MRC Centre for Global Infectious Disease Analysis, Department of Infectious Disease Epidemiology, Imperial College London, London, UK. patrick.walker@imperial.ac.uk a.ghani@imperial.ac.uk neil.ferguson@imperial.ac.uk.MRC Centre for Global Infectious Disease Analysis, Department of Infectious Disease Epidemiology, Imperial College London, London, UK.MRC Centre for Global Infectious Disease Analysis, Department of Infectious Disease Epidemiology, Imperial College London, London, UK. Pathology and Laboratory Medicine, Warren Alpert Medical School, Brown University, Providence, RI, USA.MRC Centre for Global Infectious Disease Analysis, Department of Infectious Disease Epidemiology, Imperial College London, London, UK. Department of Infectious Disease Epidemiology, London School of Hygiene and Tropical Medicine, London, UK.MRC Centre for Global Infectious Disease Analysis, Department of Infectious Disease Epidemiology, Imperial College London, London, UK.MRC Centre for Global Infectious Disease Analysis, Department of Infectious Disease Epidemiology, Imperial College London, London, UK.MRC Centre for Global Infectious Disease Analysis, Department of Infectious Disease Epidemiology, Imperial College London, London, UK.MRC Centre for Global Infectious Disease Analysis, Department of Infectious Disease Epidemiology, Imperial College London, London, UK.MRC Centre for Global Infectious Disease Analysis, Department of Infectious Disease Epidemiology, Imperial College London, London, UK.MRC Centre for Global Infectious Disease Analysis, Department of Infectious Disease Epidemiology, Imperial College London, London, UK.MRC Centre for Global Infectious Disease Analysis, Department of Infectious Disease Epidemiology, Imperial College London, London, UK.MRC Centre for Global Infectious Disease Analysis, Department of Infectious Disease Epidemiology, Imperial College London, London, UK.MRC Centre for Global Infectious Disease Analysis, Department of Infectious Disease Epidemiology, Imperial College London, London, UK.MRC Centre for Global Infectious Disease Analysis, Department of Infectious Disease Epidemiology, Imperial College London, London, UK.MRC Centre for Global Infectious Disease Analysis, Department of Infectious Disease Epidemiology, Imperial College London, London, UK.MRC Centre for Global Infectious Disease Analysis, Department of Infectious Disease Epidemiology, Imperial College London, London, UK.MRC Centre for Global Infectious Disease Analysis, Department of Infectious Disease Epidemiology, Imperial College London, London, UK.MRC Centre for Global Infectious Disease Analysis, Department of Infectious Disease Epidemiology, Imperial College London, London, UK.MRC Centre for Global Infectious Disease Analysis, Department of Infectious Disease Epidemiology, Imperial College London, London, UK.MRC Centre for Global Infectious Disease Analysis, Department of Infectious Disease Epidemiology, Imperial College London, London, UK.MRC Centre for Global Infectious Disease Analysis, Department of Infectious Disease Epidemiology, Imperial College London, London, UK.MRC Centre for Global Infectious Disease Analysis, Department of Infectious Disease Epidemiology, Imperial College London, London, UK. Department of Statistics, University of Oxford, Oxford, UK.MRC Centre for Global Infectious Disease Analysis, Department of Infectious Disease Epidemiology, Imperial College London, London, UK.MRC Centre for Global Infectious Disease Analysis, Department of Infectious Disease Epidemiology, Imperial College London, London, UK.MRC Centre for Global Infectious Disease Analysis, Department of Infectious Disease Epidemiology, Imperial College London, London, UK.MRC Centre for Global Infectious Disease Analysis, Department of Infectious Disease Epidemiology, Imperial College London, London, UK.MRC Centre for Global Infectious Disease Analysis, Department of Infectious Disease Epidemiology, Imperial College London, London, UK.MRC Centre for Global Infectious Disease Analysis, Department of Infectious Disease Epidemiology, Imperial College London, London, UK.MRC Centre for Global Infectious Disease Analysis, Department of Infectious Disease Epidemiology, Imperial College London, London, UK.MRC Centre for Global Infectious Disease Analysis, Department of Infectious Disease Epidemiology, Imperial College London, London, UK.MRC Centre for Global Infectious Disease Analysis, Department of Infectious Disease Epidemiology, Imperial College London, London, UK.MRC Centre for Global Infectious Disease Analysis, Department of Infectious Disease Epidemiology, Imperial College London, London, UK.MRC Centre for Global Infectious Disease Analysis, Department of Infectious Disease Epidemiology, Imperial College London, London, UK.MRC Centre for Global Infectious Disease Analysis, Department of Infectious Disease Epidemiology, Imperial College London, London, UK.MRC Centre for Global Infectious Disease Analysis, Department of Infectious Disease Epidemiology, Imperial College London, London, UK.MRC Centre for Global Infectious Disease Analysis, Department of Infectious Disease Epidemiology, Imperial College London, London, UK.MRC Centre for Global Infectious Disease Analysis, Department of Infectious Disease Epidemiology, Imperial College London, London, UK.MRC Centre for Global Infectious Disease Analysis, Department of Infectious Disease Epidemiology, Imperial College London, London, UK.MRC Centre for Global Infectious Disease Analysis, Department of Infectious Disease Epidemiology, Imperial College London, London, UK.MRC Centre for Global Infectious Disease Analysis, Department of Infectious Disease Epidemiology, Imperial College London, London, UK.MRC Centre for Global Infectious Disease Analysis, Department of Infectious Disease Epidemiology, Imperial College London, London, UK.MRC Centre for Global Infectious Disease Analysis, Department of Infectious Disease Epidemiology, Imperial College London, London, UK.MRC Centre for Global Infectious Disease Analysis, Department of Infectious Disease Epidemiology, Imperial College London, London, UK.MRC Centre for Global Infectious Disease Analysis, Department of Infectious Disease Epidemiology, Imperial College London, London, UK.MRC Centre for Global Infectious Disease Analysis, Department of Infectious Disease Epidemiology, Imperial College London, London, UK.MRC Centre for Global Infectious Disease Analysis, Department of Infectious Disease Epidemiology, Imperial College London, London, UK.Liverpool School of Tropical Medicine, Liverpool, UK.MRC Centre for Global Infectious Disease Analysis, Department of Infectious Disease Epidemiology, Imperial College London, London, UK. patrick.walker@imperial.ac.uk a.ghani@imperial.ac.uk neil.ferguson@imperial.ac.uk.MRC Centre for Global Infectious Disease Analysis, Department of Infectious Disease Epidemiology, Imperial College London, London, UK. patrick.walker@imperial.ac.uk a.ghani@imperial.ac.uk neil.ferguson@imperial.ac.uk.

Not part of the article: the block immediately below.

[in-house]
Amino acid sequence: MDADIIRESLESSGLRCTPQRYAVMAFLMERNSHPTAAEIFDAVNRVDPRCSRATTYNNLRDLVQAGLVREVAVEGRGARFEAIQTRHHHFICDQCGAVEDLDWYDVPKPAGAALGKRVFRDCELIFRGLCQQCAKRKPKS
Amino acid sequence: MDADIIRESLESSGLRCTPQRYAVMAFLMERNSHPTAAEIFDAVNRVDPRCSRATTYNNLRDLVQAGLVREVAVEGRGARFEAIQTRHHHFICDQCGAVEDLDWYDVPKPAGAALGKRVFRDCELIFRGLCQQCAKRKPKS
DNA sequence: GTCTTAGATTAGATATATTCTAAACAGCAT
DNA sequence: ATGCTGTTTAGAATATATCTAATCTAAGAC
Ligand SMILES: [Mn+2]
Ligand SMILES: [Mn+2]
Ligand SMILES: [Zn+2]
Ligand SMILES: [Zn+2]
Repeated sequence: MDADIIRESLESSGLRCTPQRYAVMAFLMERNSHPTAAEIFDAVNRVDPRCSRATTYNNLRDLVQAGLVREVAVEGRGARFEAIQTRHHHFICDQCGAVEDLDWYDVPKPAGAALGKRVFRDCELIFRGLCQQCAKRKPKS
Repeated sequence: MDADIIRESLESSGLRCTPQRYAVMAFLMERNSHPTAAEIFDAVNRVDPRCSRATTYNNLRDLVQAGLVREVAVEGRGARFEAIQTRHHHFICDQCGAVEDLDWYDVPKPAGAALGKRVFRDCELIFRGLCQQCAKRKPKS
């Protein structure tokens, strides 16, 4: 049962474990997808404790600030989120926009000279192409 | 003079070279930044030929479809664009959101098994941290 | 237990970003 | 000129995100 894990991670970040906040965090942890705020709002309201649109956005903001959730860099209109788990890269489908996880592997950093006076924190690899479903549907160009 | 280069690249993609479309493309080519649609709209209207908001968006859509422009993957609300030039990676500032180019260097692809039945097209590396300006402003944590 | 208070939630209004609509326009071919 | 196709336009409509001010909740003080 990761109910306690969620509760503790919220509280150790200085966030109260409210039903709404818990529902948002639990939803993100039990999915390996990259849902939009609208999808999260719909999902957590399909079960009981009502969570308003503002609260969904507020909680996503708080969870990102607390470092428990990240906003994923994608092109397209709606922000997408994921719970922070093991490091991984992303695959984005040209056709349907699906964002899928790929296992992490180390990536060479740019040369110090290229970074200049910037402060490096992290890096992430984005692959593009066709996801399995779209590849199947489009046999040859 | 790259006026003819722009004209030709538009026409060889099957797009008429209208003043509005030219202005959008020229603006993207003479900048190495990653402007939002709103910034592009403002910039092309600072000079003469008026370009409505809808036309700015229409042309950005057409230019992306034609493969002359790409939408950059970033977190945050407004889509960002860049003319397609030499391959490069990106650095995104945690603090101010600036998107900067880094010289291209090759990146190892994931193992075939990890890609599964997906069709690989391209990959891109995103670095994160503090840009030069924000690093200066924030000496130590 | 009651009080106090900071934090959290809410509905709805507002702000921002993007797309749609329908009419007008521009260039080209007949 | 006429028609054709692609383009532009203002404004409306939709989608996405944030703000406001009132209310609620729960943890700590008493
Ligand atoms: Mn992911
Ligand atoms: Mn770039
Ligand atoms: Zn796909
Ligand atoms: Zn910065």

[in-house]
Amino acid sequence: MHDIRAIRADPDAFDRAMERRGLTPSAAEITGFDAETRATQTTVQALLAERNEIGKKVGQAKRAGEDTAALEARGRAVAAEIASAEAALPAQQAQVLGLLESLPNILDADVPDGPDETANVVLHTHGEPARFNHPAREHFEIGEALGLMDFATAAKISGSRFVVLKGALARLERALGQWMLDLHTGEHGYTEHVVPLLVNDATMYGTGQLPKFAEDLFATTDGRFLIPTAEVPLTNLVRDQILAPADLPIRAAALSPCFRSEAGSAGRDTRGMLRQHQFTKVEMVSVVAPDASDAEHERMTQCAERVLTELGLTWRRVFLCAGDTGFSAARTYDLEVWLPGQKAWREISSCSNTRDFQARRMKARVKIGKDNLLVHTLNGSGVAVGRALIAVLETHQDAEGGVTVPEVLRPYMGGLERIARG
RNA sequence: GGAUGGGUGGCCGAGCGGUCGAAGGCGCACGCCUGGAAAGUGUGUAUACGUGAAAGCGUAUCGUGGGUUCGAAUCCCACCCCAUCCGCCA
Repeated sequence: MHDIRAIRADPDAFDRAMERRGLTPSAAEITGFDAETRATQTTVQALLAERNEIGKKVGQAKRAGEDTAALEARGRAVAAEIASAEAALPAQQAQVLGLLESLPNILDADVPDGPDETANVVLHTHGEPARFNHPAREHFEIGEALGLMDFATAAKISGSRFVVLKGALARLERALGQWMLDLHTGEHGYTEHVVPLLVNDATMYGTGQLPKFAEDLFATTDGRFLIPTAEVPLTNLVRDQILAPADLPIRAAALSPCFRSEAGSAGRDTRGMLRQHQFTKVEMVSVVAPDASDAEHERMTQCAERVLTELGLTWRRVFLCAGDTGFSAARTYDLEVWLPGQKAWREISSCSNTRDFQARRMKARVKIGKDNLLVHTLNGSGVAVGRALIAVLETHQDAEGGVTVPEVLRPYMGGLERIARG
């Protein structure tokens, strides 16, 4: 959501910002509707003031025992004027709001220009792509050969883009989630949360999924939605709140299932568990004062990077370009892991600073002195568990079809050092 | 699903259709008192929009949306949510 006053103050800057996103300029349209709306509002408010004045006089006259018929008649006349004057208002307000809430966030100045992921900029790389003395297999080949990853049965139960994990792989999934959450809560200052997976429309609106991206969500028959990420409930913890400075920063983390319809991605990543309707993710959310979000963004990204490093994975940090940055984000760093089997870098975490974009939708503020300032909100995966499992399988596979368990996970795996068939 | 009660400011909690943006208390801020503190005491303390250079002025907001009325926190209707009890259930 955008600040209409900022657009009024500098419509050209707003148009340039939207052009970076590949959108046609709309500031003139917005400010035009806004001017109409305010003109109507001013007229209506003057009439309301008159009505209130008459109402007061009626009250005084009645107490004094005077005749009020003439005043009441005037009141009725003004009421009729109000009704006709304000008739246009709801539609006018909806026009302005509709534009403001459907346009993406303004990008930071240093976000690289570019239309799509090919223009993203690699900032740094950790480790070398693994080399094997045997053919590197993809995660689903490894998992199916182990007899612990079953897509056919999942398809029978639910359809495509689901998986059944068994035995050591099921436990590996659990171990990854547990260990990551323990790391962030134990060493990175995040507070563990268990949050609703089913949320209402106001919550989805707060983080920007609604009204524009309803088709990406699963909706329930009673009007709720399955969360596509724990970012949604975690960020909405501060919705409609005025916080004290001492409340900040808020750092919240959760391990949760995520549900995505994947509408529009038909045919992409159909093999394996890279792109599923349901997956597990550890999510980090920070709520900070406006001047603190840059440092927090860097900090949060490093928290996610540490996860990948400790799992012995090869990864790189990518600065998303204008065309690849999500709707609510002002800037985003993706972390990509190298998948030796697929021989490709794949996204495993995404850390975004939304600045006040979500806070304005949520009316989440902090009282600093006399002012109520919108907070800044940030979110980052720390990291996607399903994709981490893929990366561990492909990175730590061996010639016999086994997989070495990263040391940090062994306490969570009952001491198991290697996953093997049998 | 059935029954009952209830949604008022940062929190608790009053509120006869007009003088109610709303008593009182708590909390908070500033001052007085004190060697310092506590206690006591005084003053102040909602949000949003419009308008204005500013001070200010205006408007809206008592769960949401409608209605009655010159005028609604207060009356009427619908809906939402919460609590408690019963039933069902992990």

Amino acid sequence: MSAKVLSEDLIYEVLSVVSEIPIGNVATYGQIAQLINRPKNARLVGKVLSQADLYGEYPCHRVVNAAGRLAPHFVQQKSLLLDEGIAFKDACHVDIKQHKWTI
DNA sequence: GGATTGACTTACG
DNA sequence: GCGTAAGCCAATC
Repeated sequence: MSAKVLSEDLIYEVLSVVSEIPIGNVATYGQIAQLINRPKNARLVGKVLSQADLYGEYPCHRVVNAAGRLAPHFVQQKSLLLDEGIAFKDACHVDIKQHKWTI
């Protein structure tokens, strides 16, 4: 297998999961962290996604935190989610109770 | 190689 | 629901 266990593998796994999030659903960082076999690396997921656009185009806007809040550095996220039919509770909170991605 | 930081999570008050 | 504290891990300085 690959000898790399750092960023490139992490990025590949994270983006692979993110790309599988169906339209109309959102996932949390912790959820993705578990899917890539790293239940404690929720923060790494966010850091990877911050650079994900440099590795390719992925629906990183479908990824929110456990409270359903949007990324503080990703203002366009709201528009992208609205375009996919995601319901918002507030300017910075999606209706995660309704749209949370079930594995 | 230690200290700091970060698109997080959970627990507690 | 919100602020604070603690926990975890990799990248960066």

Pub Type(s)